Russia Launches ‘Musical’ Space Salvo

Since 1998, the International Space Station (ISS) has been praised as an exemplary model of international cooperation. Even the physical structure of the ISS, built with Russian and American components, works in tandem to power the space station for the 16 partner nations. But following Russia’s brazen invasion of Ukraine, space ties between Russia and the United States have unraveled.

After the Biden administration’s announcement of economic sanctions against Russia’s space program, the director of the Roscosmos space agency, Dmitri Rogozin, rebuked the U.S. on Twitter, saying, “Do you want to destroy our cooperation on the ISS?”

Roscosmos’s cooperation with NASA includes supplying Russian-built Soyuz capsules to boost the ISS in orbit. Rogozin questioned who would “save” the ISS from uncontrolled deorbiting and potentially falling on the United States or Europe. “All of the risks are yours. Are you ready for them?” he asked. This implied that NASA would not be capable of boosting the station without Soyuz capsules; however, this assertion was challenged by SpaceX founder Elon Musk, who countered on Twitter that SpaceX’s Dragon spacecraft could provide this capability.

More recently, Rogozin announced on Russian television that “We can't supply the United States with our world's best rocket engines. Let them fly on something else, their broomsticks, I don't know what.” The TV studio for Roscosmos also produced a satirical music video on Telegram of the Russian ISS module decoupling from the space station. The video features the famous Russian song “Прощай” (Farewell), sung by Lev Leshchenko. Around 11 seconds into the video, cosmonauts merrily wave goodbye to the camera as the chorus cries out “farewell, farewell!” and the cosmonauts hug NASA astronaut Mark Vande Hei goodbye. Next, the camera combines shots of cosmonauts departing from the Russian segment of the ISS and an applauding room of Russian officials. 

So, just how concerned should NASA be about this spectacle? On the one hand, some commentators have construed the video as “threatening.” This is likely because the English translation of the video’s disclaimer warns that if the Russian segment leaves the ISS, “it is impossible for the American part of the project to endure.”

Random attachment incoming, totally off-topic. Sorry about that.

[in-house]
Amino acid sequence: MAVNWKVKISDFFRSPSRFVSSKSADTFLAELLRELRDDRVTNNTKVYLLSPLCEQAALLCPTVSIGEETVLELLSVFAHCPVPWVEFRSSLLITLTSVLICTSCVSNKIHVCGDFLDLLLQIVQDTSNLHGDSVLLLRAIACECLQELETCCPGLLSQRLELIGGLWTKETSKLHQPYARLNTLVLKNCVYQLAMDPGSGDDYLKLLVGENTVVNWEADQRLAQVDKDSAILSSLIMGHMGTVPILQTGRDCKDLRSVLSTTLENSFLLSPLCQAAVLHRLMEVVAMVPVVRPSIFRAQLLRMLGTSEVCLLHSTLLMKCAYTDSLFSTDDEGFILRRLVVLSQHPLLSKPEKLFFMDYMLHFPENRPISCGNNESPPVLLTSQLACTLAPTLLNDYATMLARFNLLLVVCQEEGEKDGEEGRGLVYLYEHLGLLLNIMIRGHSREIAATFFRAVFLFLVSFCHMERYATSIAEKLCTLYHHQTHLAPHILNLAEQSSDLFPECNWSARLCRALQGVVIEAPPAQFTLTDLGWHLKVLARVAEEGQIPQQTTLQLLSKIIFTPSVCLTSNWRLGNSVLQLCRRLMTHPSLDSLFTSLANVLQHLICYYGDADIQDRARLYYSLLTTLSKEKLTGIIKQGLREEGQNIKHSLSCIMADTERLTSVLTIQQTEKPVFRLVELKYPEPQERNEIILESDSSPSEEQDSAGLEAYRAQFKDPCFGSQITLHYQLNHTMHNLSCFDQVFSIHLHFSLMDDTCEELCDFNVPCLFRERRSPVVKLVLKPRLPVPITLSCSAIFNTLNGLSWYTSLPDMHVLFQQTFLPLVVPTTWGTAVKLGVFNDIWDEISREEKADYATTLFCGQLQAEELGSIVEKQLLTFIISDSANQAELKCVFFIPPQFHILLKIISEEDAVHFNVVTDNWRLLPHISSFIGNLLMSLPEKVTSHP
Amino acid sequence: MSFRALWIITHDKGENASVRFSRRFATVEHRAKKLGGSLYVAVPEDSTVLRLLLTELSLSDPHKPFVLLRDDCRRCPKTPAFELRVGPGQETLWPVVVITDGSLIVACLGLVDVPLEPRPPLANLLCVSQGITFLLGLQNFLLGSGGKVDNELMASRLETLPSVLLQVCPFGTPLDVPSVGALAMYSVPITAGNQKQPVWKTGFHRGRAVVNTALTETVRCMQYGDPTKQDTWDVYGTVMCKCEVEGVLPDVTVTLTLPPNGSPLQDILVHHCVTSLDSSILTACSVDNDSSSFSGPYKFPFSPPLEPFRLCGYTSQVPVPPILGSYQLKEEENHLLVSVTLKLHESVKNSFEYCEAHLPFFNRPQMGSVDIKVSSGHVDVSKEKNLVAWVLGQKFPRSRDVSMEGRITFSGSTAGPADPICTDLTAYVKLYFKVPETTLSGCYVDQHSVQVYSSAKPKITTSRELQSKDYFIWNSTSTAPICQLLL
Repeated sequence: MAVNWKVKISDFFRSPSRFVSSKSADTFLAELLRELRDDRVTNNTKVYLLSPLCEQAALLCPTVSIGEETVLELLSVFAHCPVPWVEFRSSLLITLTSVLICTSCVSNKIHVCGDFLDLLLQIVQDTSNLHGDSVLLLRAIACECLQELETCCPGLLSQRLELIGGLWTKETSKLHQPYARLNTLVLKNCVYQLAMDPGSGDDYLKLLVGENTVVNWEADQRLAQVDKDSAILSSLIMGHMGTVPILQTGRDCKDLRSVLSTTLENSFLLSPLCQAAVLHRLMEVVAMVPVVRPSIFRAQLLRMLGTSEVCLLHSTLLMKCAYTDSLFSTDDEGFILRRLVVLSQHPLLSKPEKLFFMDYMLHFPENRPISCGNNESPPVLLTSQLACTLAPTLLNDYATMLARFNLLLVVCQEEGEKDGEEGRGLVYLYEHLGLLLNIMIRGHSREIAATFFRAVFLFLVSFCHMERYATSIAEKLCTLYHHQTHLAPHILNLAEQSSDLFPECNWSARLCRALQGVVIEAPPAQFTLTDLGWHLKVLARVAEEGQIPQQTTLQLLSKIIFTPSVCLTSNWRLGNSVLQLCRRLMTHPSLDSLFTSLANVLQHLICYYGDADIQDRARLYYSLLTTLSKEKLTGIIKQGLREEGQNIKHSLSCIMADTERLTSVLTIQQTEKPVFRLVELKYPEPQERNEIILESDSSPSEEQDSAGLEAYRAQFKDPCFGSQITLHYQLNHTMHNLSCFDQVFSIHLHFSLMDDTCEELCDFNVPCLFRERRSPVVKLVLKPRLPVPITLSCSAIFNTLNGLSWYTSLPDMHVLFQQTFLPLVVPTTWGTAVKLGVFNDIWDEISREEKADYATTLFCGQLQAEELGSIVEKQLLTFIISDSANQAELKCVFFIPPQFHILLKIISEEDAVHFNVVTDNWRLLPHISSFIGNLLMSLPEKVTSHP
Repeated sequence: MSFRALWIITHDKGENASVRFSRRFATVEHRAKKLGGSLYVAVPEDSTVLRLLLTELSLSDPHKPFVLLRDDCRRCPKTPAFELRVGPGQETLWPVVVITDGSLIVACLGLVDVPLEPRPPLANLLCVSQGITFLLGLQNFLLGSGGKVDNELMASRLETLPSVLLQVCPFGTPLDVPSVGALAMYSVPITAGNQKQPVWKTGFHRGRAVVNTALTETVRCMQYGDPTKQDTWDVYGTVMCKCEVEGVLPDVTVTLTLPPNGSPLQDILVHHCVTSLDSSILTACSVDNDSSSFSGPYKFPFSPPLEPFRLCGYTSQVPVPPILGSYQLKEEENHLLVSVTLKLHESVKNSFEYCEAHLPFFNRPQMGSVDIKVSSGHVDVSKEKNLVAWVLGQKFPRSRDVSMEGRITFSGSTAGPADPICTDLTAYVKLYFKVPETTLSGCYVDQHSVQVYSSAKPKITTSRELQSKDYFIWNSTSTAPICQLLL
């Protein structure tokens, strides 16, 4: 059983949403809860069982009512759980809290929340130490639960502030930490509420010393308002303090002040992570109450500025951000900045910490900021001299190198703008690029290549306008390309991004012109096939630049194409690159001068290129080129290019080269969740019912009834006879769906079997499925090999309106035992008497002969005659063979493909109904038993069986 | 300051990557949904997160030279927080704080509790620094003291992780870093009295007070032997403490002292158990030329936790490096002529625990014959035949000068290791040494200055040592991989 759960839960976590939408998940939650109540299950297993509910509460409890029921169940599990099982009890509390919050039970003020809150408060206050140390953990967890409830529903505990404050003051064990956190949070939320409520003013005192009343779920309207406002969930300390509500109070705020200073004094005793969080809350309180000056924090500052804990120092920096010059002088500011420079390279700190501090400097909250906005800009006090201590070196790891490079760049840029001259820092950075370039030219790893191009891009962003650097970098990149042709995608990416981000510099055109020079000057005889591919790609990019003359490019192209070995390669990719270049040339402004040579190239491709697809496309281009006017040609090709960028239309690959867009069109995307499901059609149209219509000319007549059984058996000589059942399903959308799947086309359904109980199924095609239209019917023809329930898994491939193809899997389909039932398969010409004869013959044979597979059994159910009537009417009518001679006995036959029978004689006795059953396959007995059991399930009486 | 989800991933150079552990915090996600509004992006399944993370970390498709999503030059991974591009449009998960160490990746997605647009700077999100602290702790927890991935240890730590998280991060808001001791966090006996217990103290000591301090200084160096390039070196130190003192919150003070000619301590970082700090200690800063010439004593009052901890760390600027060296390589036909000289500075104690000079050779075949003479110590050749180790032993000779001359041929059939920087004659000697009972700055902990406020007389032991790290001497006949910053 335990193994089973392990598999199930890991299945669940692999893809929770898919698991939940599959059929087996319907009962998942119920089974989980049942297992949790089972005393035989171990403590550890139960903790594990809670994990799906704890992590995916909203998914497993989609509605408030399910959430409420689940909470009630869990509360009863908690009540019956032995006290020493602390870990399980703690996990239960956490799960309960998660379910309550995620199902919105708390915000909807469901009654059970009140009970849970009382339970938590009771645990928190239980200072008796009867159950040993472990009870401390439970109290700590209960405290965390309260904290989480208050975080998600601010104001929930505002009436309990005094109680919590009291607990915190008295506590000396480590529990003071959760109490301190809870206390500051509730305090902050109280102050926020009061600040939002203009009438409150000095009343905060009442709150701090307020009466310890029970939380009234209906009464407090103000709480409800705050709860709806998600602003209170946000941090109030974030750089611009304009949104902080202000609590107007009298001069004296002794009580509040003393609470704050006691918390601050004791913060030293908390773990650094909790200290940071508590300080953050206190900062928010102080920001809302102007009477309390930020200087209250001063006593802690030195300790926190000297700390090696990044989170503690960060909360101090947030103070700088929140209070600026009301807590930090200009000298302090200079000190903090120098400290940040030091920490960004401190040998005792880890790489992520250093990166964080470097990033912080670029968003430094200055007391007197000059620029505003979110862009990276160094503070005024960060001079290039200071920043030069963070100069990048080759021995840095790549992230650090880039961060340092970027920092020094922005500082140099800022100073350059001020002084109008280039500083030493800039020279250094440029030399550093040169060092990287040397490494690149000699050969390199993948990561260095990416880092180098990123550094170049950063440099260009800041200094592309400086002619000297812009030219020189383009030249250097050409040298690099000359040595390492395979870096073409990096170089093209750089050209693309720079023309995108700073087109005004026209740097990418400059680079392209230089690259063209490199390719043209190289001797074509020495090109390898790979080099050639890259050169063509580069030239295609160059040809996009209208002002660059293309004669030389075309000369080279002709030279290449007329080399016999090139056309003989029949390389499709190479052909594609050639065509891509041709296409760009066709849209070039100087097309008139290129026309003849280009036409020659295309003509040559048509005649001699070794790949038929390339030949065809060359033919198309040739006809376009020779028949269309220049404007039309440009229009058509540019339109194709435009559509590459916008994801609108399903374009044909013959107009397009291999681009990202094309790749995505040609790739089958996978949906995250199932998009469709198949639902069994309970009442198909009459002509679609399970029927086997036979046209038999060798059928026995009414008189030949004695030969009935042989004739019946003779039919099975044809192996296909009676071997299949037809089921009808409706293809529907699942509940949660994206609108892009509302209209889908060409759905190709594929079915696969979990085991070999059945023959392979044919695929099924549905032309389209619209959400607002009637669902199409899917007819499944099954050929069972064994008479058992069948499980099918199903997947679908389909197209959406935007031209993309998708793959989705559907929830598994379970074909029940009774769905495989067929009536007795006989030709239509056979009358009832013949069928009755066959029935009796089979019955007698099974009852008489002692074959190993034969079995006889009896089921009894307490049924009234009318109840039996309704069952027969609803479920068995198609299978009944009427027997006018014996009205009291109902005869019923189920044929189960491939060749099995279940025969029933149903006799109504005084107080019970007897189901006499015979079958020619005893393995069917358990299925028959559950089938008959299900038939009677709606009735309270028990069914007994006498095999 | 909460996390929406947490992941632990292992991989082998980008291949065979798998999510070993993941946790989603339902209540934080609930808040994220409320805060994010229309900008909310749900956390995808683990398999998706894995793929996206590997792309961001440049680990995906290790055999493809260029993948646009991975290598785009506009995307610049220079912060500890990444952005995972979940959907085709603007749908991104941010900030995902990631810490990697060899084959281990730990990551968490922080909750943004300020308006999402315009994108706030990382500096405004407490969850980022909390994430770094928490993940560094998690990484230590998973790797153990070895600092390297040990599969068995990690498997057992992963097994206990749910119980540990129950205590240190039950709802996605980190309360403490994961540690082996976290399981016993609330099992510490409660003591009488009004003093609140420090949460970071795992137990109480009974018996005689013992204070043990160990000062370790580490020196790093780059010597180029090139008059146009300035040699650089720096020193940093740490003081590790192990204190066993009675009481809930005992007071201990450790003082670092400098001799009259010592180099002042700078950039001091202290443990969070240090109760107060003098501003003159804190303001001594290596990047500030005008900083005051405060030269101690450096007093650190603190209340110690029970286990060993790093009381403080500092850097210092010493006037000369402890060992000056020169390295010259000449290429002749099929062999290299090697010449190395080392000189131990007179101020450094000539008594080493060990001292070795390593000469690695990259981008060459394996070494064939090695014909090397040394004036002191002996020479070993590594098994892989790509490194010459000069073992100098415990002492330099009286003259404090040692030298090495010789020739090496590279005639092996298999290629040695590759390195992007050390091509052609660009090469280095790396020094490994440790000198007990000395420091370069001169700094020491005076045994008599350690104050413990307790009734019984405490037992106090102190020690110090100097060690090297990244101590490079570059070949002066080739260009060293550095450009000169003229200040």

On the other hand, this interpretation fails to consider the following points: First and foremost, it is technically infeasible for the Russian segment to leave the ISS. This is because the Russian segment is not self-powered and cannot independently pilot itself from the space station. Second, this video is musically underscored with the popular Russian song “Прощай” (Farewell), which is commonly used in Russian memes. For example, another currently popular Russian video—which plays the same song—shows penguins symbolizing international companies waddling away from Russia in response for its actions against Ukraine.

Penguins aside, Roscosmos’s space video is troubling for a few reasons: First, it curiously spotlights NASA astronaut Mark Vande Hei, who traveled on a Russian Soyuz capsule to the ISS last April and is scheduled to return to Earth on March 30. Further, despite the jaunty song tune, the closing of the video is set to specific song lyrics of a fractured relationship.

Ultimately, Roscosmos’s sardonic music video reveals a symbolic fracture in U.S.-Russia space relations.

Recall that in November, Moscow drew the ire of the international space community when it conducted a direct-ascent anti-satellite missile test that unleashed an orbital debris field of approximately 1,500 pieces. In response, 163 members of the UN General Assembly voted to promote a dialogue on norms of responsible state behavior in space by establishing the open-ended working group (OEWG) on reducing space threats. Notably, major spacefaring powers like China and Russia were opposed to its formation. China and Russia “increasingly see space as a warfighting domain,” warns the U.S. intelligence community’s new 2022 Annual Threat Assessment; therefore, multilateral space forums like the OEWG are vital for mitigating the risks of misperception and conflict. The OEWG’s first meeting was scheduled for February 14 in Geneva, but based on the Russian delegation’s multiple objections and the escalating crisis in Ukraine, the meeting was pushed to May. Collectively, these actions raise concerns about escalatory potential and how to ensure stability under the 1967 Outer Space Treaty. Moreover, given the renewed fears of a space “arms race” looming over UN discussions, Russia’s warnings of abandoning the ISS partnership are no laughing matter.

Zhanna Malekos Smith is a senior associate (non-resident) with the Strategic Technologies Program and the Aerospace Security Project at the Center for Strategic and International Studies (CSIS) in Washington, D.C., and an assistant professor in the Department of Systems Engineering at the U.S. Military Academy at West Point. Accordingly, all views, positions, and conclusions expressed in this publication should be understood to be solely those of the author and not those of CSIS, the Department of Defense, or the U.S. government.

Commentary is produced by the Center for Strategic and International Studies (CSIS), a private, tax-exempt institution focusing on international public policy issues. Its research is nonpartisan and nonproprietary. CSIS does not take specific policy positions. Accordingly, all views, positions, and conclusions expressed in this publication should be understood to be solely those of the author(s).

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